DECATUR, Ala. (AP) - As the coronavirus shuttered schools, churches and businesses and suspended life for many last spring, north Alabama painter Jane Philips turned to her art to address feelings of isolation, death, decay, rebirth, wonder and growth.
Four of the paintings Philips completed last year are currently on display at the Alabama Center for the Arts, which debuted two new exhibits last week.
Philips’ “Convalescence” in the main studio and the “Festival of the Cranes” in the walking gallery will remain on display at the downtown Decatur art center through Feb. 19.
A multi-media artist, Philips named the show “Convalescence” due to the “hard-earned healing” she experienced last year.
“For many months following the start of the pandemic, I could not paint. I was very frustrated with myself because I seemingly had all this free time open up that I felt like I should be taking advantage of. But the truth of the matter is that this (past) year has been stressful and abnormal for everyone - no matter how hard you try not to think about it. For a while, I could only survive. I’m still working on the thriving part,” the Huntsville native said.
To cope with stress and start healing, Philips turned to nature and began hiking through the Tennessee Valley’s forests and parks.
“It’s a thing I can do alone to push myself physically and mentally. The woods became a place of peace and, oddly, connection with the world around me - just maybe not the human part of it,” Philips said. “Hiking helps me think through ideas and clear my head, and the beauty of nature around me inspires me to paint.”
That love for nature appears in Philips’ art, from “Jungle in Triplicate” - a bright and colorful three-panel jungle scene with butterflies, a frog and birds - to “Saying Hello to an Old Friend,” a painting of the artist’s hand on a tree trunk.
The other two new pieces created from oil paint, coffee, charcoal, gold leaf and house paint are “Feels Like Hope,” a portrait of a woman among a field of Queen Anne’s lace, and “Saint Anastia,” a painting of the same model.
“The model is a friend who works with NASA. She’s had some personal triumphs over the last few years, and I wanted to celebrate that and create something positive with them. I just couldn’t muster the energy to work on them until the very end of (last) year - when I could finally feel a little hope again,” Philips said.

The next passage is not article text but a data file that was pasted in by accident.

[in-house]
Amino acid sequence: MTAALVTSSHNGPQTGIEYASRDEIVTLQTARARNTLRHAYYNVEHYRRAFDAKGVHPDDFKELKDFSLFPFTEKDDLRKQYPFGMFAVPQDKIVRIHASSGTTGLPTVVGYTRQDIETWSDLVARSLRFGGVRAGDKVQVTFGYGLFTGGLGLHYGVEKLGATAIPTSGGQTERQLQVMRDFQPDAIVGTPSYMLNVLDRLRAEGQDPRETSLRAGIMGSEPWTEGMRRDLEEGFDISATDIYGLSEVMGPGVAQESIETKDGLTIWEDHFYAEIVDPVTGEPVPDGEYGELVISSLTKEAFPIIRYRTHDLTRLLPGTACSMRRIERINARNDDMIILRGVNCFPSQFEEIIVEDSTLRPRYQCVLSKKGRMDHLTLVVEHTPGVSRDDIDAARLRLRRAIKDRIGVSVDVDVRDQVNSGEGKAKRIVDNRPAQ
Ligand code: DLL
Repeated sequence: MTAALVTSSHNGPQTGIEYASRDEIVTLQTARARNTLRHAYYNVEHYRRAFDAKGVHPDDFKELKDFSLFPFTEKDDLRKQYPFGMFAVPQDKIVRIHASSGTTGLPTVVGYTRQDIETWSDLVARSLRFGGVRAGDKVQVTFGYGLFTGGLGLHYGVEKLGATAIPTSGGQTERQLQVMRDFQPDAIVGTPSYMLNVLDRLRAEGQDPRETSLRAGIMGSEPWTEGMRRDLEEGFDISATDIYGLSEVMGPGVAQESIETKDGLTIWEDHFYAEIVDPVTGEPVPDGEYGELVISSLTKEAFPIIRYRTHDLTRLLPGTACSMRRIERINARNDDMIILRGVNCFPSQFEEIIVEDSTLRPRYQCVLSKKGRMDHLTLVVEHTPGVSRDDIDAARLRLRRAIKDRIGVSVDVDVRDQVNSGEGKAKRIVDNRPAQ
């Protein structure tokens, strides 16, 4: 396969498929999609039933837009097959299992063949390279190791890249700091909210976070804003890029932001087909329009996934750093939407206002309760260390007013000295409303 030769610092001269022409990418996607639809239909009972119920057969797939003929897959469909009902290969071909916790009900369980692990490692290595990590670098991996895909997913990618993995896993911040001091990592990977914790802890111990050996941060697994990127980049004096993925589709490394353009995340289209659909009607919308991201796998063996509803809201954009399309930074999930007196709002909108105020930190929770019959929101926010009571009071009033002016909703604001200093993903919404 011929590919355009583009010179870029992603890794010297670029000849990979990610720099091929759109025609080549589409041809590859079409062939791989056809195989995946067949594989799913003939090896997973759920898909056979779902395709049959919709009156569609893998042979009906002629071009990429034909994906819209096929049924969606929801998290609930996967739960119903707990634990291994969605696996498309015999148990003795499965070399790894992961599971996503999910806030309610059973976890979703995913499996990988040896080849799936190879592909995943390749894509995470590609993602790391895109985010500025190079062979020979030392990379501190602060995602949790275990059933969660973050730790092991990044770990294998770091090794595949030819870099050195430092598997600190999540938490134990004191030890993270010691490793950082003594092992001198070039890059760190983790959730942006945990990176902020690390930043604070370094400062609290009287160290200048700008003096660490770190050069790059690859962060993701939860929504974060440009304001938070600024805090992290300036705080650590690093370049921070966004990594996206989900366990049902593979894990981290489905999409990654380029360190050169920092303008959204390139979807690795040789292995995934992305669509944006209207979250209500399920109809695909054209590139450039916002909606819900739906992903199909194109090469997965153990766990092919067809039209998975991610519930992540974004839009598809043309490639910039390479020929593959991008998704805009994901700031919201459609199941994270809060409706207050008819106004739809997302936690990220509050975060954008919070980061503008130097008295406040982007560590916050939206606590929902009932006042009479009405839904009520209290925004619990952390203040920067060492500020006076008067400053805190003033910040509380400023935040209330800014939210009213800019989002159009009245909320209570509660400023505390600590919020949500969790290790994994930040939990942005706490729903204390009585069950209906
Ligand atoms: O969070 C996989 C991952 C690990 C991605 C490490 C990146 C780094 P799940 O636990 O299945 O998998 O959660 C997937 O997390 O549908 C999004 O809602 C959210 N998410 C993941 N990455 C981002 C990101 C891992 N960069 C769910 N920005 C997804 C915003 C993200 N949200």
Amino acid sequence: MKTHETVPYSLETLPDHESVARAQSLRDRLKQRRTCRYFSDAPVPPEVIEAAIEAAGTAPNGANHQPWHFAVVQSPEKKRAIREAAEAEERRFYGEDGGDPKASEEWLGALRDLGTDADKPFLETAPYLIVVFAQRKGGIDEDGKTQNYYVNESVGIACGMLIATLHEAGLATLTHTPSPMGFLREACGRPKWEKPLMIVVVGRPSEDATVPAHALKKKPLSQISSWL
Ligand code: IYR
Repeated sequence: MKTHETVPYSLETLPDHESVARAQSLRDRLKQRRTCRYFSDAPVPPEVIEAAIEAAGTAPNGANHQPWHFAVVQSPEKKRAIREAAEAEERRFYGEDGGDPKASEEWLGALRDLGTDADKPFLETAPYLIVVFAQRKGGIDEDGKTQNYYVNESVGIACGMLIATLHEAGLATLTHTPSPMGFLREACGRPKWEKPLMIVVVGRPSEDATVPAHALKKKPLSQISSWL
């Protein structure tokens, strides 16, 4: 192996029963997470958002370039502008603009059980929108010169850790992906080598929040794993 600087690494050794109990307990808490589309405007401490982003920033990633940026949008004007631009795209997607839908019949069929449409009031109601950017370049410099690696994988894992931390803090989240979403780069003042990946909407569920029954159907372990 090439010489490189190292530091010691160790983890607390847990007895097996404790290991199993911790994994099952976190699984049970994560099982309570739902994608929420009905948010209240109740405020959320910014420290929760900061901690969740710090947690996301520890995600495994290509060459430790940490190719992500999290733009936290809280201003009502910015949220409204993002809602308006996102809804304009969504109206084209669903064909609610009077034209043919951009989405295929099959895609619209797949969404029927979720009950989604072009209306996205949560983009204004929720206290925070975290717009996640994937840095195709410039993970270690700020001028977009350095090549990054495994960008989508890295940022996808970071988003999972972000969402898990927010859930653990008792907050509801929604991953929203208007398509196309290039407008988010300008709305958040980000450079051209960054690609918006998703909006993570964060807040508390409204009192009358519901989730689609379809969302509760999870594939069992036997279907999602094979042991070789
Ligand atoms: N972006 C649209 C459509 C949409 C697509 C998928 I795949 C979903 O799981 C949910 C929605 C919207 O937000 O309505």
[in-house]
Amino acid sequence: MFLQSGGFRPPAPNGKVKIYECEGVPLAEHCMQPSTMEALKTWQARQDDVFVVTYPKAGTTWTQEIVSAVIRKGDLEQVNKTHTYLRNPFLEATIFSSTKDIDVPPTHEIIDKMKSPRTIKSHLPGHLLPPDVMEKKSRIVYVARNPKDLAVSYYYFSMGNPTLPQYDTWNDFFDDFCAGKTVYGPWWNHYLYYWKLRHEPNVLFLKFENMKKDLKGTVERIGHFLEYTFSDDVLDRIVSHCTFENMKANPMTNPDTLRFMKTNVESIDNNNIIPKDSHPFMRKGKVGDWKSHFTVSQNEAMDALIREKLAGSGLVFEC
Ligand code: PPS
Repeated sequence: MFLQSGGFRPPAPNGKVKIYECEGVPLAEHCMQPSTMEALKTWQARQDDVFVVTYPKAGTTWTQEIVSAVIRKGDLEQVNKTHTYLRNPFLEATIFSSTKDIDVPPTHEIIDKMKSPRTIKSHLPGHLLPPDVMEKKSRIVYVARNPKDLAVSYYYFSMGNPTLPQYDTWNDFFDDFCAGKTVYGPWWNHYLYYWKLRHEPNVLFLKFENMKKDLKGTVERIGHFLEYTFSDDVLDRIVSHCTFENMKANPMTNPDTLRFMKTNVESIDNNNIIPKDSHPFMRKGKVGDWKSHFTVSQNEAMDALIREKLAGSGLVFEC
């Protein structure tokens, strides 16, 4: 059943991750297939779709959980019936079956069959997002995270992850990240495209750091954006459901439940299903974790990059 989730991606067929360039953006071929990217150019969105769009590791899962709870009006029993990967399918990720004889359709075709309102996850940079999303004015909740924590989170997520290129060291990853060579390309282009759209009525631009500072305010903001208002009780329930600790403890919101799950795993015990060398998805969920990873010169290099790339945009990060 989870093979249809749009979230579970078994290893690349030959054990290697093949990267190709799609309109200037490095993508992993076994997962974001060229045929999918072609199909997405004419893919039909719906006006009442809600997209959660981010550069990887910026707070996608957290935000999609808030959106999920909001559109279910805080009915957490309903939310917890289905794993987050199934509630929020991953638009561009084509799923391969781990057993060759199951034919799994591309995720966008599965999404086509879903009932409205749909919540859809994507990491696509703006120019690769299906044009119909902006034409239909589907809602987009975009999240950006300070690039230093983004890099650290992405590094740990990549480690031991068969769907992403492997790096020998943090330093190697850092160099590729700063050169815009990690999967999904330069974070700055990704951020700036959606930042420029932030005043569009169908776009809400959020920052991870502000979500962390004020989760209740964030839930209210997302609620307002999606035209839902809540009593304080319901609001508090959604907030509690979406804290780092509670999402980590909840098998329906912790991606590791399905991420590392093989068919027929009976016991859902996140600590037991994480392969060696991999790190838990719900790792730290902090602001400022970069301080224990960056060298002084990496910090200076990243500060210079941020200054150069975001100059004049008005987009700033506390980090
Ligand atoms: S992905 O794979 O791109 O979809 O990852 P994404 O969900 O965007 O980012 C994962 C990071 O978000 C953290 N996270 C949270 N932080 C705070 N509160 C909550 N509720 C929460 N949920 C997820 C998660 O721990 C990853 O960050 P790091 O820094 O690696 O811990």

Along with the new pieces, the exhibit features Philips’ older work, including “Hereditary/(Whisper),” which won best in show at the Carnegie Visual Arts Center’s “Embracing Art” exhibit in 2019.
Created from oil paint, gold leaf and coffee, the work shows Philips looking to the left, away from the viewer. Her chin rests on the palm of her hand and her bent fingers cover her mouth. On her right are sprigs of dried Queen Anne’s lace.
“I think at my core, I have a strong dedication to the stories and characters I share, and I’ve continued in that vein over the last two years,” said Philips, whose work, which reflects her struggle with anxiety and exploration of identity, recently appeared in the Wiregrass Museum of Art’s “Biennial” and the Huntsville Museum of Art’s “Red Clay Survey.”
To see Philips’ art, stop by the Alabama Center for the Arts Monday to Thursday, 8 a.m. to 8 p.m., and Friday, 8 a.m. to noon. Admission is free.
“I hope people can see that beauty can be found in many different moments, and not all of those moments are light or joyous or peaceful. There’s also beauty in the breakdown, in darkness, in isolation. Even if, sometimes, it feels almost impossible to find,” Philips said.
In the walking gallery, the “Festival of the Cranes” exhibit features 27 nature-themed pieces of art by 21 artists, Jennifer Bunnell, chief operating officer with Alabama Center of the Arts, said.
Held in conjunction with Wheeler National Wildlife Refuge’s Festival of the Cranes, which took place Saturday, the juried exhibit features art by students, alumni and faculty at Athens State University and Calhoun Community College.
The exhibit includes oil, acrylic, watercolor and digital paintings for whooping cranes, sandhill cranes, deer, forests and the Tennessee River.
For more art adventures, stop by the Carnegie Visual Arts Center and the Huntsville Museum of Art. The Carnegie, on Church Street Northeast in Decatur, will unveil a new exhibit featuring photographs by Jose Betancourt on Tuesday. The exhibit, “Cuba: Memories Revisited” includes photographs from Betancourt’s return to Cuba after 48 years.
Exhibits currently on display at the Huntsville Museum of Art are “The World of Frida (Kahlo),” “Jonathan Becker: Social Work” photographs, and “Gloria Vanderbilt: An Artful Life.”
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